The death in a car fire of author and historian Michael King and his second wife, Maria Jungowska, was a dark end for a man who in most respects seemed at the zenith of his career as a writer and historian.

His Penguin History of New Zealand had become a publishing sensation, selling like no other New Zealand history.

He was an inaugural winner of the Prime Minister's Awards for Literary Achievement last October. That put a welcome $60,000 in the pocket of an often-impoverished author who, as Helen Clark put it, had "established a formidable reputation as a chronicler of the history of New Zealand and its peoples". The Herald named him New Zealander of the Year for 2003.

Casting a shadow over such recognition was the 58-year-old's painful battle against throat cancer, requiring chemotherapy which he described as "the most unpleasant thing that's ever happened to me".

Michael King was born in Wellington and grew up at Paremata, on the Porirua Harbour, attending Catholic schools in Plimmerton, Auckland and the Hutt Valley.

His BA majoring in English and history at Victoria University was followed by a move to Hamilton, working for the Waikato Times as a journalist and gaining an MA at the University of Waikato.

His early writing encompassed many Maori subjects, starting with Moko: Maori Tattooing in the Twentieth Century in 1972.

At times the notion of a Pakeha writing about Maori history was criticised. He was, some reviewers suggested, culturally removed from his subject.

King's response was characteristically straightforward at the publication of his Maori: A Social and Photographic History in 1983. He agreed he was culturally removed from his subject.

"But I look at it this way. At the moment if Pakeha were not writing about Maori history then it would not be written about at all."

He saw remaining in his role as an observer rather than a participant as no bad thing - and traditionally the role of the historian. He had instead extracted the evidence and information in his book from people who were participants.

King did conduct Maori workshops to encourage Maori writers and encouraged other Maori authors by helping in the editing and publishing of their work.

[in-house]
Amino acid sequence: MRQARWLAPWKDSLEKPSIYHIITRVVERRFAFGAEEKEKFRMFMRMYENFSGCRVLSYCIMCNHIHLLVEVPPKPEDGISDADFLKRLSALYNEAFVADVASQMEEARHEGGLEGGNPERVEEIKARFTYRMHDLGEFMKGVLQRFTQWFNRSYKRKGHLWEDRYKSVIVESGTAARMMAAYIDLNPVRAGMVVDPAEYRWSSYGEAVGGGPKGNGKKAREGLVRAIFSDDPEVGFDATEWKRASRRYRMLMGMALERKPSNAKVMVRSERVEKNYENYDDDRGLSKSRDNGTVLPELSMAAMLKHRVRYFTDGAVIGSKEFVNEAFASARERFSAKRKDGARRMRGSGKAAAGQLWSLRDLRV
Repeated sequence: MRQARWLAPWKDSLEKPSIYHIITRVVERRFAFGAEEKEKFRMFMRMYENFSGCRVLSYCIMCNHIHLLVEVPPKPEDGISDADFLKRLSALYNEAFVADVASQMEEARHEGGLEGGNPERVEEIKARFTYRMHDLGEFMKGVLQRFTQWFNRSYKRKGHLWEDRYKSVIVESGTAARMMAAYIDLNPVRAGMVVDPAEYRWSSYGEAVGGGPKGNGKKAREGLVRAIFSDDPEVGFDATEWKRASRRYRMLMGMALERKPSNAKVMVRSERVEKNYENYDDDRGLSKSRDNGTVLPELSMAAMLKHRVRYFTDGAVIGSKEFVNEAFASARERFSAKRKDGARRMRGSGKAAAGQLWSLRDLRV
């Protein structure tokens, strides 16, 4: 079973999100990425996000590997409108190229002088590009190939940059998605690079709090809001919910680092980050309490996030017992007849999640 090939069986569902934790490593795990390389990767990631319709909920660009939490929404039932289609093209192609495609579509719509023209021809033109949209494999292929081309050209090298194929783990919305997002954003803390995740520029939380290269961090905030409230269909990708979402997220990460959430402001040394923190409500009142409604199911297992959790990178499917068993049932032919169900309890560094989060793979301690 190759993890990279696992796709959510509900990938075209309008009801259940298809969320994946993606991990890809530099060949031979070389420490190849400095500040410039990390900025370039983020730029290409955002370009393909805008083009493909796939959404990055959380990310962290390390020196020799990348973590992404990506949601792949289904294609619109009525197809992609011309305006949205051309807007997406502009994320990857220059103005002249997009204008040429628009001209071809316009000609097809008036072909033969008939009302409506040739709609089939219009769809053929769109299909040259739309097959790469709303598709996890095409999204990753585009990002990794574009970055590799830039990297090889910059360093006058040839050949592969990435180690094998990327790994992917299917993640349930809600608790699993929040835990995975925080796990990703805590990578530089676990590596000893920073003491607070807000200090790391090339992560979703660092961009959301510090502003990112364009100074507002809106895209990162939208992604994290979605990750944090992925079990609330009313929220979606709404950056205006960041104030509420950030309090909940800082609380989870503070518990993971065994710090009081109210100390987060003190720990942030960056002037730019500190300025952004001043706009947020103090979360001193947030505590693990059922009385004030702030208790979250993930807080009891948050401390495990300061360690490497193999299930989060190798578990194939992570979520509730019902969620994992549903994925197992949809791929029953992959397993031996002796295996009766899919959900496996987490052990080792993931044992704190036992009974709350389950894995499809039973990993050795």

But in well over 30 books - some jointly written, produced or edited with others - he covered an extensive array of subjects, from Being Pakeha, to the Rainbow Warrior, the Moriori, and from New Zealanders at war to An Inward Sun: The World of Janet Frame in 2002.

What drove him? Partly, he told the Herald's Tim Watkin last December, the conviction that "you can't understand your country and your culture unless you know its history".

And an obligation that "as an historian you've got to tell the whole story. Of course New Zealand has had events that we'd rather not have had, but there's also a long, long tradition of Maori-Pakeha co-operation."

But writing in New Zealand on New Zealand subjects and in a small market is hard work. By 1987, when he had been writing professionally for 12 years, he confessed to being "constantly pretty short of cash", despite working endless hours.

He was surprised if his annual earnings totalled more than $10,000. He never had enough to pay a deposit on a house or be sure enough of an income to take out a mortgage. A car was a matter of "difficult necessity".

King nevertheless viewed the economic plight of writers with a certain stoicism: "Please understand that there is nothing else that I wish to do."

And he did to the end. Installed for some years in his board and batten bach at Opoutere, overlooking a stretch of Coromandel bush and seductive seascape near Whangamata, he started in 2001 The Penguin History of New Zealand, probably the biggest writing challenge a writer/historian could undertake.

Beyond huge amounts of planning and reading, it meant a working regime for three years which he described to the Weekend Herald canvas editor, Carroll du Chateau: Each afternoon he read the books dealing with the subjects to be written about next day.

In the morning he would spend another hour thinking about what he had read, then sit down and write from 7am until noon. By then his diabetes and waning "mental stamina" dictated a lunch break. Then the cycle would start again - read, think, write.

Money was never plentiful, so the $60,000 that came with his Award for Literary Achievement late last year was a relief.

"I'm in my late fifties," he told Philip Matthews of the Listener. "You end up in middle age without any kind of superannuation fund or any kind or backing."

The man who explained so much about the people of New Zealand leaves a formidable body of literature, a plain language, accessible history likely to endure and a faith in his country: "Most New Zealanders, whatever their cultural backgrounds, are good-hearted, practical, commonsensical and tolerant ... as sound a basis as any for optimism about the country's future."

Michael King is survived by his daughter Rachael and son Jonathan.


Born: December 15, 1945, in Wellington

Educated: Sacred Heart College, Akld, St Patrick's College, Silverstream. BA Victoria University 1967, MA Waikato 1968, PhD Waikato 1978, DLit Vic 1997

Occupation: Historian, author, book reviewer, social commentator.

Awards: Feltex Television Writers' Award, Winston Churchill Fellowship 1980, Fulbright Visiting Writers' Fellowship 1988, OBE 1988, NZ Literary Fund 1987 and 1989, Wattie Book of the Year 1984, 1990, NZ Book Award (non-fiction) 1978, Burns Fellow Otago University 1998-99, Prime Minister's Literary Award 2003.

Marital status: Divorced in 1977, married Maria Jungowska in 1988

Children: Jonathan 1967, Rachael 1970

Health: Diabetes, post-polio syndrome, throat cancer in remission. His wife, Maria, had multiple sclerosis.